This year I was honored to speak at 30 FAA IA meetings to 4,000+ mechanics, in cities that are as geographically diverse as Fairbanks, Alaska, is from Lakeland, Florida. Some of the IAs at these meetings told me they only came to the meeting just to be picked on by me. While that kind of false flattery warms my soul, the real truth is that the vast majority of mechanics would listen to a mime for eight hours to renew their IA rather than take the FAA's IA test all over again.
Even in cities 5,000 miles apart, one universal fact becomes readily apparent. The gray heads in the audience outnumbered the dark heads 10 to 1. Are we dying as a profession I wondered as I watched the thin gray line file in after a break. "Where are the younger mechanics to carry on once we retire?"
Wise men who have studied organizational design, have figured that the ideal mix of experience and talent in any professional field is one-third master journeymen, one-third able journeymen, and one-third apprentices. This mix is vital for a single organization or an entire career field to sustain itself. While, I am never mistaken for a wise man, based on what my eyes tell me, I estimate that the mix of active mechanics working in general aviation is 80 percent senior journeymen, 15 percent able journeymen, and 5 percent apprentice mechanics. At 61, I count myself in the 80 percent group.
America, we have a problem. In less than five to seven years we will lose 80 percent of our most experienced mechanics in all sectors of aviation maintenance because 40 years have passed and it is getting close to the time for the Viet Nam era mechanics to retire. Who is going to replace them? If we can no longer maintain what we build, how long can our industry, our profession, and our nation last?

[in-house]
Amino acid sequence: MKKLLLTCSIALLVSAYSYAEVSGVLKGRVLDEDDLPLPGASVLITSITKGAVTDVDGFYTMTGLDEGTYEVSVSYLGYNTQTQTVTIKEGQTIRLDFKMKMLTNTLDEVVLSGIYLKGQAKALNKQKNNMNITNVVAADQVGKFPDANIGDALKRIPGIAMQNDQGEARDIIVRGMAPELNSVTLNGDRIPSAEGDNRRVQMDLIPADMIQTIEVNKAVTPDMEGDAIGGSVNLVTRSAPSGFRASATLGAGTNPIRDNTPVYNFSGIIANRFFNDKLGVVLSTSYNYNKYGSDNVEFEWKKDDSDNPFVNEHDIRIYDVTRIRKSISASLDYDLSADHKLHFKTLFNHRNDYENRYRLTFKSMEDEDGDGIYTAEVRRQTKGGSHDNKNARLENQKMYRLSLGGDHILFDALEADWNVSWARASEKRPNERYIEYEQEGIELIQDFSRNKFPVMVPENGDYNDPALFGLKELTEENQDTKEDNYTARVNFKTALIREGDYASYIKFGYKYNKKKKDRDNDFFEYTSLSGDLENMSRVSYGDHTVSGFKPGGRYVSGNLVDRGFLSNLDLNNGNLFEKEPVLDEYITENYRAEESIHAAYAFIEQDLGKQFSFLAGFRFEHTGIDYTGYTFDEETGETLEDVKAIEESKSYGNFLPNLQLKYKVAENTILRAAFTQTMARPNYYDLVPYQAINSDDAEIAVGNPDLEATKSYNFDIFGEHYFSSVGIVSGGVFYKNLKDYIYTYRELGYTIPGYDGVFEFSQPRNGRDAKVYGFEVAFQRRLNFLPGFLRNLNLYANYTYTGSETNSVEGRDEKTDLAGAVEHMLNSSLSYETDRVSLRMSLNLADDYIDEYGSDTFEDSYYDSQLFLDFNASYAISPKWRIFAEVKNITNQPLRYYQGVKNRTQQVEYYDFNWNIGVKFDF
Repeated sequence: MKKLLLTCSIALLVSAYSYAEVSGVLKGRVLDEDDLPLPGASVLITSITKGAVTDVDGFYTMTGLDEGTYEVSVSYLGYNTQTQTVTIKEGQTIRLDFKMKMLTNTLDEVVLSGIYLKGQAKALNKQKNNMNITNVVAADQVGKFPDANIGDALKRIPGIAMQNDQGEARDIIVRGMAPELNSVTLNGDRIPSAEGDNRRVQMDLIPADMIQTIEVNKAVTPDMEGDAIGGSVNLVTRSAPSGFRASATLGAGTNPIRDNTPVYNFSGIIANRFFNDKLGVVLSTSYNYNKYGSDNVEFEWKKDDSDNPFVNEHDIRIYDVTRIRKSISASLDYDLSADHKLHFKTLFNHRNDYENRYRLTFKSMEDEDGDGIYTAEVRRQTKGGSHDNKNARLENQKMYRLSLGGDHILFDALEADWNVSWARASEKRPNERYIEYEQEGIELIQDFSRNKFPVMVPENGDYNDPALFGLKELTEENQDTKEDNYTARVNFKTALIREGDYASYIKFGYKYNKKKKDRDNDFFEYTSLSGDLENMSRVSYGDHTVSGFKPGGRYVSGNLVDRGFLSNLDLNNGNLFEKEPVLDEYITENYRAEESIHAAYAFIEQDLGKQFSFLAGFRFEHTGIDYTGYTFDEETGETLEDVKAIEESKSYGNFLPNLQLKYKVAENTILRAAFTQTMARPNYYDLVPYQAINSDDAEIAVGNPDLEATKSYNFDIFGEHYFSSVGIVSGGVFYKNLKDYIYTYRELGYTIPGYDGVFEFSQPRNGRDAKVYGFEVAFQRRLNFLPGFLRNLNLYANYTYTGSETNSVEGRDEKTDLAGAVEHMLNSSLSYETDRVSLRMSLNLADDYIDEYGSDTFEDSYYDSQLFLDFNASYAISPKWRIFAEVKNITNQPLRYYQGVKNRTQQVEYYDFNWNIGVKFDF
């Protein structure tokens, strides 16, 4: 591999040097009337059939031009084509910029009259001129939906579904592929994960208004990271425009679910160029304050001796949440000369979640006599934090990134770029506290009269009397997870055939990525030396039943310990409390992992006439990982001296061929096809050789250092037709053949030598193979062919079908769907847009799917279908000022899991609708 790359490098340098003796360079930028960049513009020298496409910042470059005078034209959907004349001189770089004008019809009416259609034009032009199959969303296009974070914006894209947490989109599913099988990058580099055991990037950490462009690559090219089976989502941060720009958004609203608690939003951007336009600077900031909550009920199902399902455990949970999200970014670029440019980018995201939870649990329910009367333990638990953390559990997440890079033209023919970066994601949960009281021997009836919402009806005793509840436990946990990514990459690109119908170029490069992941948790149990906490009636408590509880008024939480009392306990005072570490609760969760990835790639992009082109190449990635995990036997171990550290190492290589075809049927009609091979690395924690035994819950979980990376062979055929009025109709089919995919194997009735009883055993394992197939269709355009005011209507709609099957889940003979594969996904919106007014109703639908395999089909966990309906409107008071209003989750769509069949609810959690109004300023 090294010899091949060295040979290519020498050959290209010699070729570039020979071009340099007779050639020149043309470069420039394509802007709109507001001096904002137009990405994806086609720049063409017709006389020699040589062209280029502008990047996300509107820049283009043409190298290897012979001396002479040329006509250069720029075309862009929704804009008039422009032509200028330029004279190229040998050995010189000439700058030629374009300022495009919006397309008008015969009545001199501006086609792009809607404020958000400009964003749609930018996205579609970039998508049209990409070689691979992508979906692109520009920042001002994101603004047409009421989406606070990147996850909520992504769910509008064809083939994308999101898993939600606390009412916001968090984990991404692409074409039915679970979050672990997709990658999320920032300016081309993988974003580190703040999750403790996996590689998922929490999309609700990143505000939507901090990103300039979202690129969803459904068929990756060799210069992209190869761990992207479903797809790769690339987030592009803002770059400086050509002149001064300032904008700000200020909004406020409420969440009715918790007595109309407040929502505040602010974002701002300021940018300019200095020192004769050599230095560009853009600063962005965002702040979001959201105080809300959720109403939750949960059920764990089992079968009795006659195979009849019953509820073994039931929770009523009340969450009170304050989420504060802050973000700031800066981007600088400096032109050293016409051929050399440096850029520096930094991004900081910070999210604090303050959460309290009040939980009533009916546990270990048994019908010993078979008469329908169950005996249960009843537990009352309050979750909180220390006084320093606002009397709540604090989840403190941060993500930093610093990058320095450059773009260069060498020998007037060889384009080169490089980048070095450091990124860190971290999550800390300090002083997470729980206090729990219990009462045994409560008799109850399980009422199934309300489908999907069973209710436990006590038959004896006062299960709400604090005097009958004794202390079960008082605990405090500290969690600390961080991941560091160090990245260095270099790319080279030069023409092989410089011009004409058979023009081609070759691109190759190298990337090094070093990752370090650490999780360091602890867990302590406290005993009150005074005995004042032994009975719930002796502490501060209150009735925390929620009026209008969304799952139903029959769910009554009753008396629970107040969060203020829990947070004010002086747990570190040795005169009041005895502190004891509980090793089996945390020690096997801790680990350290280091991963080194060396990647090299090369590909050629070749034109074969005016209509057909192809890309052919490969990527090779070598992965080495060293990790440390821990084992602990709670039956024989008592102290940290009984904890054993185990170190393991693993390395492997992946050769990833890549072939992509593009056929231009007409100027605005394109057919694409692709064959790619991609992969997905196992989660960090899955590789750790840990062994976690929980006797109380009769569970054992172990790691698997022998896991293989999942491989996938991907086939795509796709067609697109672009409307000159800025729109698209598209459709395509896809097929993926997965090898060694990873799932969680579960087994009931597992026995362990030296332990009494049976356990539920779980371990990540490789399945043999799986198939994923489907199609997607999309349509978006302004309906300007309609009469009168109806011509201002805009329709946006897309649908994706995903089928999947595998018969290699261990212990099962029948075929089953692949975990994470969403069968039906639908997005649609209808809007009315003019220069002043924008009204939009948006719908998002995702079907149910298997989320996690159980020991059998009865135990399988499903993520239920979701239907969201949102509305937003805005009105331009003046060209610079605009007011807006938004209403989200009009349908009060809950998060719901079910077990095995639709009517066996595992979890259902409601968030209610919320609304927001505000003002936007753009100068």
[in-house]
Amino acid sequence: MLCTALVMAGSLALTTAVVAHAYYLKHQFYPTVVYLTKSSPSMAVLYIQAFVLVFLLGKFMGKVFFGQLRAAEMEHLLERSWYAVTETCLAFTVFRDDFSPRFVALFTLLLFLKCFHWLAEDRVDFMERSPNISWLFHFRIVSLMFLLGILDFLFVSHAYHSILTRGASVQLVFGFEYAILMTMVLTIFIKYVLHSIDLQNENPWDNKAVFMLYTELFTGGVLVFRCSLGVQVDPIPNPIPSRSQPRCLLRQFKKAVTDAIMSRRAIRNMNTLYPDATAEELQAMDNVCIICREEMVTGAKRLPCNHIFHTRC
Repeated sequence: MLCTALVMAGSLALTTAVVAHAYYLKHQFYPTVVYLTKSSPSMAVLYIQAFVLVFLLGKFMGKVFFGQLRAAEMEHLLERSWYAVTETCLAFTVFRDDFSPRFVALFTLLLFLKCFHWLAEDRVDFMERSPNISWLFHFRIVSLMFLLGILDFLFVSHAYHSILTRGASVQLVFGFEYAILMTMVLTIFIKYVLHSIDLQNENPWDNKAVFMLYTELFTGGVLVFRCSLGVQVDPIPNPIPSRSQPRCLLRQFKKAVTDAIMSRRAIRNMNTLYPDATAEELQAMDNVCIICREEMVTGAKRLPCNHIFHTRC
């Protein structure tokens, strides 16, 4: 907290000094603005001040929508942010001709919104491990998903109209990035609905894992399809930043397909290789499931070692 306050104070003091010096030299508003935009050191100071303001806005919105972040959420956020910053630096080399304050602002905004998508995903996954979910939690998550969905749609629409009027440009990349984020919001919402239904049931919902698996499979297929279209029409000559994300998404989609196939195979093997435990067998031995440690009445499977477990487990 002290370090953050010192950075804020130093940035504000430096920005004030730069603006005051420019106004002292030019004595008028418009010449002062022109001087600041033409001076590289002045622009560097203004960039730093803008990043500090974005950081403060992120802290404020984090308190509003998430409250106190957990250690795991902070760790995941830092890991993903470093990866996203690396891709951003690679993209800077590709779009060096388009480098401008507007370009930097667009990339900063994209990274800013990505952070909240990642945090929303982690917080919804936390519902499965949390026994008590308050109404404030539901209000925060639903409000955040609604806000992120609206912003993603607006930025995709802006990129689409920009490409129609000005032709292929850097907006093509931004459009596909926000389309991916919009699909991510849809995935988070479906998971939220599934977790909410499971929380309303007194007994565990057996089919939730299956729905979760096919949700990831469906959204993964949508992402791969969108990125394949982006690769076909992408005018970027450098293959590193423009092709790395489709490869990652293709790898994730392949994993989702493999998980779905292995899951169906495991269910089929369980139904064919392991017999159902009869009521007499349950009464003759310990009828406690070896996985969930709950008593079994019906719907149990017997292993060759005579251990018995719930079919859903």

What has happened to our maintenance profession in the last 15 years, you ask? Who is to blame? The simple answer is the marketplace!!!!
Our aviation maintenance industry's volatility began shortly after the Air Line Deregulation Act of 1978. But, way back then, our industry average age for an IA was 39 and A&P schools were turning out 7,000 plus mechanics a year. From 1979 through 1987, we still had recessions and job scares but the industry kind of coasted along, feeding off of the false memory of security of now defunct Civil Aeronautic Board economic protectionism. That momentum came to a halt in the late '80s when the first of several large air carriers went under; names like Pan American, Eastern, Midway, Peoples Express, and New York Air, ceased to be. From 1988 to 1991 airlines crashed due to a whole host of new market factors and the inability to adapt to changing times. As each one died, they collectively dumped a surplus of 15,000 experienced mechanics into an already crowded workplace. These well-trained mechanics easily filled the gap in aviation maintenance positions caused by the Korea-era trained mechanics who were retiring.
In the years 1992 through 1994, large numbers of G.I. mechanics added to the surplus work force because of the downsizing of the military after the Gulf War. Not surprising, the supply exceeded demand, and with the cut back in commercial flying during and after the Gulf War, mechanic jobs were hard to find. Not only jobs were scarce but wages for mechanics stayed about the same for most of GA while the rest of the industry's pay scale climbed.
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There is an alarming trend toward fewer and fewer FAA certificated mechanics performing aircraft maintenance.
Issues 2001 Maintenance, employee shortages head agenda as NATA, PAMA meet By Lindsay M. Hitch, Assistant Editor April 2001 The National Air Transportation Association (NATA...